Andrew L. Urban.
A new, independent body that will have the power to send potential miscarriages of justice back to an appeal court is on track to begin receiving applications from July 1, 2020 – but not in Australia. It’s the New Zealand Criminal Cases Review Commission (NZCCRC), leaving Australia behind in dealing with miscarriages of justice, laments former High Court judge Michael Kirby AC CMG.
“What is it about our country that always sees us limping behind UK, NZ and Canada where justice is at stake, whereas we can move with astonishing speed to diminish civil liberties, increase official powers and raise levels of incarceration, with no parliamentarian raising a murmur,” he complained via a Guest Editorial in Criminal Law Journal.
When NZ Justice Minister Andrew Little sought Cabinet’s approval in 2018 to establish the CCRC, reports newsroom.co.nz, his paper cited long-running concerns about the “independence, timeliness, quality and fairness of investigations into miscarriages of justice under the status quo”. He could have been speaking of Australia in similar terms. Many have, notably Michael Kirby, but others, too, including me and legal academic Dr Bob Moles of Flinders University, who provided constructive suggestions as to how such a body could easily be established in Australia’s legal system. (See below)
As in Britain, where a CCRC has been operating since 1997, the purpose of the NZCCRC is to enable anyone who believes they have suffered a miscarriage of justice to apply – no fees are payable, and they won’t necessarily need a lawyer.
In deciding whether to refer a conviction or sentence, the NZCCRC must have regard to whether the applicant has exercised their rights of appeal; the extent to which the application relates to new evidence or a question of law; and the prospects of the appeal succeeding.
It also has powers to initiate inquiries into matters that may be seen to be common features in cases involving a miscarriage of justice, and it can compel people to produce documents, be interviewed, or examined under oath.
These powers help drag the criminal justice system into the 21st century, and they are based on firm legal principles, enhanced by a robust objective to achieve justice.
The NZCCRC will be based in Hamilton, a decision designed to underline its independence by distancing it from the main bureaucratic and judicial centres of Wellington and Auckland. Colin Carruthers QC will be its chief commissioner. He will head a board of commissioners, whose appointments will be considered by Cabinet this month. At least one member of the board must have knowledge or understanding of te ao Māori and tikanga Māori, at least one-third must be legally qualified, and at least two-thirds must have experience of having worked in the criminal justice system.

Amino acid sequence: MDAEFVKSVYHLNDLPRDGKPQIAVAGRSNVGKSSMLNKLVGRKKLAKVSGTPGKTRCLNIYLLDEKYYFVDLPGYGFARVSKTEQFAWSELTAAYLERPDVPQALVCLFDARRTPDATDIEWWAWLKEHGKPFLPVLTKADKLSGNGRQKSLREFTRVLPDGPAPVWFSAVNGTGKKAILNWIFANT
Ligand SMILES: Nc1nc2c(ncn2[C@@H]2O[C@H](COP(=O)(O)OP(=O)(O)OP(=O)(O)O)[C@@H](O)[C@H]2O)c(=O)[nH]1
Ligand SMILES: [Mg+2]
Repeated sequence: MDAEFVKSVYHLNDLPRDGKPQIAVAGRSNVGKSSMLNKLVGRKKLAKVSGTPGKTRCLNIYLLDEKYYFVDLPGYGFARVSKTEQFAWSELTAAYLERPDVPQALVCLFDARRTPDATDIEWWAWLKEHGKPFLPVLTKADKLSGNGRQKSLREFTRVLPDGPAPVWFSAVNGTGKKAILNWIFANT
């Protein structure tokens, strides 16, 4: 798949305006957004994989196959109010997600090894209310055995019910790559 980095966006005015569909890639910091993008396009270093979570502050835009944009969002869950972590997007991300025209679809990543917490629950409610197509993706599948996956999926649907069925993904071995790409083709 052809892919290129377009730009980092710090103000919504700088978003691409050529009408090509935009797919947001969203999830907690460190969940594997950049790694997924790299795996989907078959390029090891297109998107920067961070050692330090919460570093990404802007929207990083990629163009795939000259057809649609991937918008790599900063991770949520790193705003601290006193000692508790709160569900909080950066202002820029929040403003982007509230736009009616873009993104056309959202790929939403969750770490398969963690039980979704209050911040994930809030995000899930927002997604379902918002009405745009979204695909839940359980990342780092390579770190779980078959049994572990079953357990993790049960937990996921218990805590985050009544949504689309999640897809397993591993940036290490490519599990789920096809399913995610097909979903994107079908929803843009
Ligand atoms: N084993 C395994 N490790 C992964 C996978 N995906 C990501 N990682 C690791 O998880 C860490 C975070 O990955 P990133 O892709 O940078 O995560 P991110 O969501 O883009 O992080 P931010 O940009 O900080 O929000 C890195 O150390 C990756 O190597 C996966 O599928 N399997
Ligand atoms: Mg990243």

ADVICE TO THE AUSTRALIAN ATTORNEY GENERAL
I wrote to Attorney General Christian Porter in March 2019, citing advice prepared by Dr Moles, as follows:
A national CCRC can be established by setting up a single CCRC and then each state and territory can legislate to nominate that CCRC as the appropriate agency to review cases on its behalf and exercise powers given to the CCRC by that state to refer matters to the appeal court of that state. This would not involve any constitutional change of any sort.
In essence, instead of duplicating the overheads of a CCRC eight times by having one in each state, we save resources by having a single body exercising the appropriate powers for each state and territory.
I know that there are some who take the view that getting states to cooperate is a highly challenging and they may well be right on that, but I think it should nevertheless be a strategic goal, both from the point of view of economy, but also from the point of view of ensuring independence of the review process.
Australia has a single unified legal jurisdiction which is why we have a common Supreme Court (the High Court). To have a single administrative body which can exercise powers on behalf of each state and territory, being cognisant of the minor variations in the law which may occur between them, would be administratively simple and have strategic and economic benefits.
It should be noted of course that according to the AHRC, the criminal appeal system in all states and territories failed to comply with international human rights obligations. It failed to respect the right to a fair trial and to ensure an effective appeal. South Australia and Tasmania have legislated to remedy that defect. The remaining states and territories have not done so. It is of course the responsibility of the Federal Attorney-General to ensure compliance with International Treaties.
AG Porter has so far declined to consider the establishment of a CCRC in Australia. He has not given a reason for his decision.
The CCRC in the UK started work in April 1997. Between then and the end of March 2020 it has:
- Referred 692 cases to appeal courts
- Of the 670 cases where appeals have been heard by the courts, 450 appeals have been allowed and 207 dismissed
- 519 cases are currently under review at the Commission and 170 are awaiting consideration.
Since starting work in 1997, the CCRC has so far received 26,221 applications (including all ineligible cases) and completed 25,531 cases.